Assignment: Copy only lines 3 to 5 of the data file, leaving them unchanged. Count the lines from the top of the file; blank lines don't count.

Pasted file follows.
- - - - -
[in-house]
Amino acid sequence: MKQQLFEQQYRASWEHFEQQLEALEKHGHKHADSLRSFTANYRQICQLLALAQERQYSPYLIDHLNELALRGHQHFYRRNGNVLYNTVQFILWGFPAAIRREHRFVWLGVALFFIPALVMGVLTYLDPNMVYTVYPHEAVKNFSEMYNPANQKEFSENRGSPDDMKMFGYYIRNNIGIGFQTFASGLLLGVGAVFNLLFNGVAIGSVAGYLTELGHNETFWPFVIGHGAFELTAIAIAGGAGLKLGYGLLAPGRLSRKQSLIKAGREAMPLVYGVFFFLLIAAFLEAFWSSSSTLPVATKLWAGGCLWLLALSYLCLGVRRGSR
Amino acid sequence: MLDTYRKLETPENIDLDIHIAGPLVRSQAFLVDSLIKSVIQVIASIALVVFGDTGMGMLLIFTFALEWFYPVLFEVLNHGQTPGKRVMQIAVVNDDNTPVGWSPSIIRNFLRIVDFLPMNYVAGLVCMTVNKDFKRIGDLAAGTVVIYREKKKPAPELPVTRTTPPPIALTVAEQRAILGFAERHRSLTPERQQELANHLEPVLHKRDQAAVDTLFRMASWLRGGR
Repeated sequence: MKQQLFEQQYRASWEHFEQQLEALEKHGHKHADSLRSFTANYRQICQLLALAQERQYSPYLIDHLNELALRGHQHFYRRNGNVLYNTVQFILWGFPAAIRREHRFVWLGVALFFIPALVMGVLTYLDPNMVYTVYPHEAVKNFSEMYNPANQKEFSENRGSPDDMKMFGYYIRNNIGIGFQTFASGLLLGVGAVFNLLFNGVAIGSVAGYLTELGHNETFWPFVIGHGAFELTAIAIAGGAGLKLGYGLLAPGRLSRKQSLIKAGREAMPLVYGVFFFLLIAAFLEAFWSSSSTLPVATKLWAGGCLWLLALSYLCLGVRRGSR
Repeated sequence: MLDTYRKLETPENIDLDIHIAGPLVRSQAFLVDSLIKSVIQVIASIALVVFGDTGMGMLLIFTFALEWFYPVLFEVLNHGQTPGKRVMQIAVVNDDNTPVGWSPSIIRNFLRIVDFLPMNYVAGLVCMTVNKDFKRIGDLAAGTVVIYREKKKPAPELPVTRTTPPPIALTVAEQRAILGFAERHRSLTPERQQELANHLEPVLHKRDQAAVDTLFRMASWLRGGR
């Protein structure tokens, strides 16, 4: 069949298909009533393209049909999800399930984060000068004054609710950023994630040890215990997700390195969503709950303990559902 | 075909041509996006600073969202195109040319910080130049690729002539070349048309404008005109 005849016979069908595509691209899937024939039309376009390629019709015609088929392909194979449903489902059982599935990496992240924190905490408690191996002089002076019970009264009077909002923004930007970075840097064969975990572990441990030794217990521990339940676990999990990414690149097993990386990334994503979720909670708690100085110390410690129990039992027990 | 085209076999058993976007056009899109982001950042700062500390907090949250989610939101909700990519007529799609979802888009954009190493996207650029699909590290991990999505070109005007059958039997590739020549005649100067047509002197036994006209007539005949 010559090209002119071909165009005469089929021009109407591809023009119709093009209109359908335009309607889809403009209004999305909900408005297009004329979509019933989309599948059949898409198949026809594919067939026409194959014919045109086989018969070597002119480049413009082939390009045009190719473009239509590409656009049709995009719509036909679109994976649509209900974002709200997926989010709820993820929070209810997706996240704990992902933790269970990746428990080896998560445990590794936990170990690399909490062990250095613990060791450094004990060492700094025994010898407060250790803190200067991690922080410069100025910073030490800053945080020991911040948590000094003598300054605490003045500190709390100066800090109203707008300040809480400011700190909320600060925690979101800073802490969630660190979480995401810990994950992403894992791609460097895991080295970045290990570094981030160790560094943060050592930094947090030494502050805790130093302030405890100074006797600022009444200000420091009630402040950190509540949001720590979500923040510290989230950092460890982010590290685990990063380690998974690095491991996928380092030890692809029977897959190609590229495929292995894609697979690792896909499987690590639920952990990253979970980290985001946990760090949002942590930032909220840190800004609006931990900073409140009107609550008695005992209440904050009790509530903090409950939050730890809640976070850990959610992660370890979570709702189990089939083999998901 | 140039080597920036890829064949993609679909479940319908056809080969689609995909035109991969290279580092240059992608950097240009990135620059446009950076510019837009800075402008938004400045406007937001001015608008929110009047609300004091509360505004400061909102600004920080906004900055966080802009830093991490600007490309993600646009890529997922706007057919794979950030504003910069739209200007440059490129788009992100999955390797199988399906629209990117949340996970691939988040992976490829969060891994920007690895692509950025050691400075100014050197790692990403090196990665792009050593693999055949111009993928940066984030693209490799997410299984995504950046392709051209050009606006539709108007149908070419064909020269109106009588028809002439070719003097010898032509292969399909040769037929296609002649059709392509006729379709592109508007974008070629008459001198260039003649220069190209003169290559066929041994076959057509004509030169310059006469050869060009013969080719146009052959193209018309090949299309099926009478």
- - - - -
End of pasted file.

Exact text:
Amino acid sequence: MLDTYRKLETPENIDLDIHIAGPLVRSQAFLVDSLIKSVIQVIASIALVVFGDTGMGMLLIFTFALEWFYPVLFEVLNHGQTPGKRVMQIAVVNDDNTPVGWSPSIIRNFLRIVDFLPMNYVAGLVCMTVNKDFKRIGDLAAGTVVIYREKKKPAPELPVTRTTPPPIALTVAEQRAILGFAERHRSLTPERQQELANHLEPVLHKRDQAAVDTLFRMASWLRGGR
Repeated sequence: MKQQLFEQQYRASWEHFEQQLEALEKHGHKHADSLRSFTANYRQICQLLALAQERQYSPYLIDHLNELALRGHQHFYRRNGNVLYNTVQFILWGFPAAIRREHRFVWLGVALFFIPALVMGVLTYLDPNMVYTVYPHEAVKNFSEMYNPANQKEFSENRGSPDDMKMFGYYIRNNIGIGFQTFASGLLLGVGAVFNLLFNGVAIGSVAGYLTELGHNETFWPFVIGHGAFELTAIAIAGGAGLKLGYGLLAPGRLSRKQSLIKAGREAMPLVYGVFFFLLIAAFLEAFWSSSSTLPVATKLWAGGCLWLLALSYLCLGVRRGSR
Repeated sequence: MLDTYRKLETPENIDLDIHIAGPLVRSQAFLVDSLIKSVIQVIASIALVVFGDTGMGMLLIFTFALEWFYPVLFEVLNHGQTPGKRVMQIAVVNDDNTPVGWSPSIIRNFLRIVDFLPMNYVAGLVCMTVNKDFKRIGDLAAGTVVIYREKKKPAPELPVTRTTPPPIALTVAEQRAILGFAERHRSLTPERQQELANHLEPVLHKRDQAAVDTLFRMASWLRGGR